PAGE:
Guideline child support is based on all the Obligor’s financial resources: wages and salary, commissions and overtime, interest income, rental income, income from retirement, trusts, annuities, unemployment benefits, and any other income received by the Obligor. A spouse’s income is not included in the Obligor’s resources.
The court can require parties to provide information about their income and resources. Parties should be prepared to provide the court the past two year’s income tax returns, a financial statement, and current pay stubs.
To calculate guideline child support, obtain Obligor’s gross monthly income. After the average monthly gross income is determined, certain deductions are taken. These deductions include:
- social security taxes
- federal income taxes (based on a single person, claiming one exemption)
- state income taxes (if they apply, Texas has no state income taxes)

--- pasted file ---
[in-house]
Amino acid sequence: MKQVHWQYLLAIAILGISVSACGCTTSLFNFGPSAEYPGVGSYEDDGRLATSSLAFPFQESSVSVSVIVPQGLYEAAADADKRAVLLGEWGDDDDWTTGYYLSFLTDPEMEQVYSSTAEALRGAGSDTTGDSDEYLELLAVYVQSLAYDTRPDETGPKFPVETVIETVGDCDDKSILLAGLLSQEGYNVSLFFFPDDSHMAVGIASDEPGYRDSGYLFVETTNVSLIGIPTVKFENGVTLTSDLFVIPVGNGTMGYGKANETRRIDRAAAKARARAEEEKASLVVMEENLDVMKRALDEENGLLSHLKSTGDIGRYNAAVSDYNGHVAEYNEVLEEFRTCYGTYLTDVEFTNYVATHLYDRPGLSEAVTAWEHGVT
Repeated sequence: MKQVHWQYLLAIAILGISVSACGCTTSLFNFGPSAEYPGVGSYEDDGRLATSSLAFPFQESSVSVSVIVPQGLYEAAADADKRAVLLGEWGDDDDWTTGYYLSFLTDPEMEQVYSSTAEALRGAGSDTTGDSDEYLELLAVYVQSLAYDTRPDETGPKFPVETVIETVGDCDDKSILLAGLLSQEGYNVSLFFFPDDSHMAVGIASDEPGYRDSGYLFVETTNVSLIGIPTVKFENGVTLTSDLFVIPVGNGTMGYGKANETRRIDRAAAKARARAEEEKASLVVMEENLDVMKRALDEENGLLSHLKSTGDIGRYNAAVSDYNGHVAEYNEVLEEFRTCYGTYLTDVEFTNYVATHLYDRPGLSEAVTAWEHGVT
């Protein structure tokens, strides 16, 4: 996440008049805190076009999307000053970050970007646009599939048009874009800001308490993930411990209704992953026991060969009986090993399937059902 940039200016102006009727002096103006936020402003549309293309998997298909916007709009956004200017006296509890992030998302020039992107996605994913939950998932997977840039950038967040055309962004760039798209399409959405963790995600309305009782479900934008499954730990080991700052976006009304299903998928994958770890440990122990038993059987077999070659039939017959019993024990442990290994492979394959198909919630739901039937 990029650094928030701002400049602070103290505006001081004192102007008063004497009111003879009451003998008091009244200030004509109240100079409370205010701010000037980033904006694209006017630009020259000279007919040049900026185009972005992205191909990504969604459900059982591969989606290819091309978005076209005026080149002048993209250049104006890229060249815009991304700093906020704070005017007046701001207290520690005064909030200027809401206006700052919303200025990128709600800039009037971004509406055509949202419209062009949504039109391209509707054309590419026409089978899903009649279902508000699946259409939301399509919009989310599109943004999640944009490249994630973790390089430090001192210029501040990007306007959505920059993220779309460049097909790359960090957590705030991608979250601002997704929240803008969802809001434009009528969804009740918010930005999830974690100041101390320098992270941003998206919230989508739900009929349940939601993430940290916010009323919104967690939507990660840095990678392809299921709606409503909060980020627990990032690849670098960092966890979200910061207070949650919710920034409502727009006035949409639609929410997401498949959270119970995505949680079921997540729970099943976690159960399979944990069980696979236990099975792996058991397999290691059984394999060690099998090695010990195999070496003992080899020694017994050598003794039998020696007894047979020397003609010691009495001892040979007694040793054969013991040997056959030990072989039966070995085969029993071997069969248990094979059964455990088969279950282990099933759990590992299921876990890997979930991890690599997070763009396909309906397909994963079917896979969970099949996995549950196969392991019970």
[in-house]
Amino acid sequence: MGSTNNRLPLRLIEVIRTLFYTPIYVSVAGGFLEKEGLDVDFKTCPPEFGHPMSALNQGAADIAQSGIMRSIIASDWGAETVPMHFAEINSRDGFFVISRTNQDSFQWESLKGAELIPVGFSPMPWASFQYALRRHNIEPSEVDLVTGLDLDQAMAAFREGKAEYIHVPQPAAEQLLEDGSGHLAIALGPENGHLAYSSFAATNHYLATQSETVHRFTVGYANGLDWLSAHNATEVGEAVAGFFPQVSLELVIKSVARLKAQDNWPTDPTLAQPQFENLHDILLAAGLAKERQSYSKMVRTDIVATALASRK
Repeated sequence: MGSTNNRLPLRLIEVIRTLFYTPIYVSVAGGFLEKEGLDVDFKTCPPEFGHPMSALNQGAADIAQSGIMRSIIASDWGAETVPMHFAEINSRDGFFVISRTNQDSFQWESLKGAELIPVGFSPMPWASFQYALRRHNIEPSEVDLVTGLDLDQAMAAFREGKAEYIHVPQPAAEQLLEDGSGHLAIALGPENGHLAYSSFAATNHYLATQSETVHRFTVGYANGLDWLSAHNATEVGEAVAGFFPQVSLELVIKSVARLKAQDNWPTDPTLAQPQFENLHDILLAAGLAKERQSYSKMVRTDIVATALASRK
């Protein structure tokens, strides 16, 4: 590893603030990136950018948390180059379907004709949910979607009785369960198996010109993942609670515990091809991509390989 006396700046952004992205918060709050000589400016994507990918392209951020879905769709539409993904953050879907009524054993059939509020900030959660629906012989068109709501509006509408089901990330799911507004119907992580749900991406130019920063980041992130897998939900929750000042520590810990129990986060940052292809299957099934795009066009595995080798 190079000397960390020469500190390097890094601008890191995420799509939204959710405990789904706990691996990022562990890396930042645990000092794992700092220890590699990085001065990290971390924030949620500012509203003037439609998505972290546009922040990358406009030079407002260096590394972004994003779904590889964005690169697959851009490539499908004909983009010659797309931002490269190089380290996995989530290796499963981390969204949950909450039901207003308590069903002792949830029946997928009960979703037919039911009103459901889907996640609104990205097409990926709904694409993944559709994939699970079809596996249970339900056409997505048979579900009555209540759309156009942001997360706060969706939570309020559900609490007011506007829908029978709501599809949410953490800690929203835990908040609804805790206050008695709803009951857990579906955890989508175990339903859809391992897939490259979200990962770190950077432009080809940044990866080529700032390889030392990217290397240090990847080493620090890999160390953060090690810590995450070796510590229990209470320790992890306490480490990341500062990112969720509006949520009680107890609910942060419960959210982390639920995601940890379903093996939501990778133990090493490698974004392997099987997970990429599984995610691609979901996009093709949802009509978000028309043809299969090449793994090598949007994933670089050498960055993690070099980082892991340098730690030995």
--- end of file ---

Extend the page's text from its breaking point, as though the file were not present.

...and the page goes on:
- union dues; and
- expenses for the child’s health insurance coverage
Deductions do not include the needs of an Obligor’s spouse or stepchildren.
Next, apply the percentage guidelines to the Obligor’s average monthly net income. If the Obligor’s average monthly net income is more than $9,200, then the guidelines only apply to the first $9,200. In cases where the Obligor, or parent who is obligated to pay child support, has other children to support, the percentages are slightly lower than the percentages stated above. The court may order additional child support, as needed, depending on the child’s needs.
*Beginning September 1, 2021, there are new guidelines for calculating child support when obligors have limited resources.